|CONNIE RAYMOND POWELL,|
|Petitioner - Appellant,|
|LARRY EMBRY and ATTORNEY GENERAL OF THE STATE OF COLORADO,|
|Respondents - Appellees.|
This is a pro se appeal from the district court's dismissal of Petitioner Connie Raymond Powell's petition for a writ of habeas corpus filed pursuant to 28 U.S.C. § 2254. Petitioner was convicted in Colorado state court of first degree sexual assault and was sentenced to 34 years' imprisonment. On direct appeal, his conviction was reversed and he was granted a new trial for a potential due process violation. Petitioner subsequently was convicted a second time. His second conviction was affirmed on appeal and the Colorado Supreme Court denied certiorari.
In his habeas corpus petition, Petitioner alleged three claims: (1) a denial of the right to a speedy trial under Colorado statutes; (2) a violation of his Fifth Amendment protection from self-incrimination because the prosecutor used his testimony from the first trial during the second trial; and (3) the failure of the state trial court to offer a Curtis advisement concerning his right to testify.
The magistrate judge recommended that the petition be dismissed for procedural default because Petitioner had not claimed in state court that his federal constitutional rights were violated and he did not establish cause for the default nor did he establish that failure to consider his claims would result in a fundamental miscarriage of justice. See R., Doc. 18 at 3-5. After consideration of Petitioner's objections, the district court adopted the magistrate judge's recommendation for dismissal on the basis of procedural default as to all of Petitioner's claims except the Fifth Amendment claim. Noting that it was not deciding the procedural bar issue, the district court addressed the merits of this claim. The district court denied the § 2254 habeas corpus petition on the Fifth Amendment argument, explaining that "[i]t is well established that the introduction of a defendant's testimony at a former trial is admissible against him in later proceedings." Id., Doc. 27 at 5 (citing Fed. R. Evid. 801(d)(2)(A) and Harrison v. United States, 392 U.S. 219, 222 (1968)). The court also summarily rejected a belated claim of ineffective assistance of counsel. After dismissing the habeas petition with prejudice, the district court denied Petitioner a certificate of appealability and denied his motion for leave to proceed on appeal in forma pauperis.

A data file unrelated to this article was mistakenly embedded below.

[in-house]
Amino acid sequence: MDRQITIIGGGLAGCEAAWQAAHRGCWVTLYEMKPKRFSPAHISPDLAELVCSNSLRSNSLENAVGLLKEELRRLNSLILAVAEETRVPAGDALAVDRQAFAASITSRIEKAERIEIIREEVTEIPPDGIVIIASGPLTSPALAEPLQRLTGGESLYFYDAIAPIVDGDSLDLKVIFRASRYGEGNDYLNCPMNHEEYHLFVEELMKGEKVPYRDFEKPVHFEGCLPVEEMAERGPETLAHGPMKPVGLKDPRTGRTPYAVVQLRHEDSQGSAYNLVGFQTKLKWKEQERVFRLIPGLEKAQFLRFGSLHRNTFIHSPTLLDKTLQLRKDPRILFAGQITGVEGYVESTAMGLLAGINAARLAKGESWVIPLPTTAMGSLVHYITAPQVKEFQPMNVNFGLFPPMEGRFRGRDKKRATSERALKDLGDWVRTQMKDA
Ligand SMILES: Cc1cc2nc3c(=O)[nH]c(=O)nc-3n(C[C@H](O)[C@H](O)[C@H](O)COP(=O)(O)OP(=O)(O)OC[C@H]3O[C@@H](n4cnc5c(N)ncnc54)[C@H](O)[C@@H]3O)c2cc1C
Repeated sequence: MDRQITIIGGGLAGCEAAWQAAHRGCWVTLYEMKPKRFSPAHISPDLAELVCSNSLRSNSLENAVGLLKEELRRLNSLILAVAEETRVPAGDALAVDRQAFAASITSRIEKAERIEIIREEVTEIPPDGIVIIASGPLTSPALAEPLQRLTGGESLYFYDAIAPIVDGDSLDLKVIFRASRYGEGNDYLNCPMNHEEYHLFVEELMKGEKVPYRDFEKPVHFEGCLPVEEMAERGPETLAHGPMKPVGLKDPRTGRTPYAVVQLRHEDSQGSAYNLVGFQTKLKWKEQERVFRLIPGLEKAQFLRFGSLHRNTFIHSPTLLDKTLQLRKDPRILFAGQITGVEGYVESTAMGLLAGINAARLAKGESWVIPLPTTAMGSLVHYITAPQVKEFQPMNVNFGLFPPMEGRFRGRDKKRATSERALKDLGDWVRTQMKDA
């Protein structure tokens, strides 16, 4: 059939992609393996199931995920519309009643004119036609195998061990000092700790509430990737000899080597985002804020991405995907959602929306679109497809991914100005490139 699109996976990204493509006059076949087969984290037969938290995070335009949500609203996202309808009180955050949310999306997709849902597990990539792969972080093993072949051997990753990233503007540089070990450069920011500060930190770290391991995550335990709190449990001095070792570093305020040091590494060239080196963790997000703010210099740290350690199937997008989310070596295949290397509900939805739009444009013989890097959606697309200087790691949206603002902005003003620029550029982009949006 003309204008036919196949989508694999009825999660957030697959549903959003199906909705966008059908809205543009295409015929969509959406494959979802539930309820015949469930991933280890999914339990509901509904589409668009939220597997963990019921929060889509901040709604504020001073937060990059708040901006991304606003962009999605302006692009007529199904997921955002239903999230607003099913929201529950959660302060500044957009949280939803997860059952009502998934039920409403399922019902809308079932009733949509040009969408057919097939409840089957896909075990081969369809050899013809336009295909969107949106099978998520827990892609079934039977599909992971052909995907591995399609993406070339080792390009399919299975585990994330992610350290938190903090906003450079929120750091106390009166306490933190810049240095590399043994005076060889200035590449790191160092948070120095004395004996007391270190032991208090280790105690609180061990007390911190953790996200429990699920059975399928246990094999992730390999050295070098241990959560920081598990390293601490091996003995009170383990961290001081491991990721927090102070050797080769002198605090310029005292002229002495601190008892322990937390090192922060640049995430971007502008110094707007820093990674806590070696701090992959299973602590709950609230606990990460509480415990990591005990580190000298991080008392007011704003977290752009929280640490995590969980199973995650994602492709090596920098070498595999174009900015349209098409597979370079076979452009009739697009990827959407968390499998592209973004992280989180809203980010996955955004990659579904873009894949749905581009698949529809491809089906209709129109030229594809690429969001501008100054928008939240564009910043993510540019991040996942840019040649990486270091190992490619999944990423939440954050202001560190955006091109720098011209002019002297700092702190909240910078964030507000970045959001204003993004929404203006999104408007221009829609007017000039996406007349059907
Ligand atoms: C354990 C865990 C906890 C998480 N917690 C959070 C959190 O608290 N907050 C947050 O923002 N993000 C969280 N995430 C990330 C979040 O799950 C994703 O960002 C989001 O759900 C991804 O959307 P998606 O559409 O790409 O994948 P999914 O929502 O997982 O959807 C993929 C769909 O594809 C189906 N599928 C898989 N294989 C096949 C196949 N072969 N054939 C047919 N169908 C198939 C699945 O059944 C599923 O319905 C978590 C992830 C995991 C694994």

On appeal, Petitioner renews his motion for leave to proceed on appeal in forma pauperis with this court and requests a certificate of appealability. He argues that (1) the speedy trial claim was presented to the state court as a deprivation of his federal constitutional rights; (2) the district court should have considered Petitioner's claim of actual innocence and the state court record; and, (3) based on the first two claims, the district court erred in refusing to grant a certificate of appealability.
After reviewing Petitioner's brief, the record on appeal which included a record of certain state court proceedings, the report and recommendation of the magistrate judge, and the district court's Order filed March 29, 1999, we conclude that the district court's dismissal of habeas relief was correct for the reasons stated in its order. Petitioner fails to meet either the cause and prejudice or fundamental miscarriage of justice standards, or any other exception required to overcome his state procedural default, see Anderson v. Harless, 459 U.S. 4, 6-7 (1982); Miranda v. Cooper, 962 F.2d 392, 397 (10th Cir. 1992), and his Fifth Amendment complaint is plainly without merit. For these reasons, Petitioner has not made a substantial showing of the denial of a constitutional right as required by 28 U.S.C. § 2253(c)(2). We GRANT leave to proceed on appeal in forma pauperis, and we DENY the application for a certificate of appealability.
It is ordered that the appeal is DISMISSED.
Entered for the Court
Monroe G. McKay
*. This order and judgment is not binding precedent, except under the doctrines of law of the case, res judicata, and collateral estoppel. The court generally disfavors the citation of orders and judgments; nevertheless, an order and judgment may be cited under the terms and conditions of 10th Cir. R. 36.3.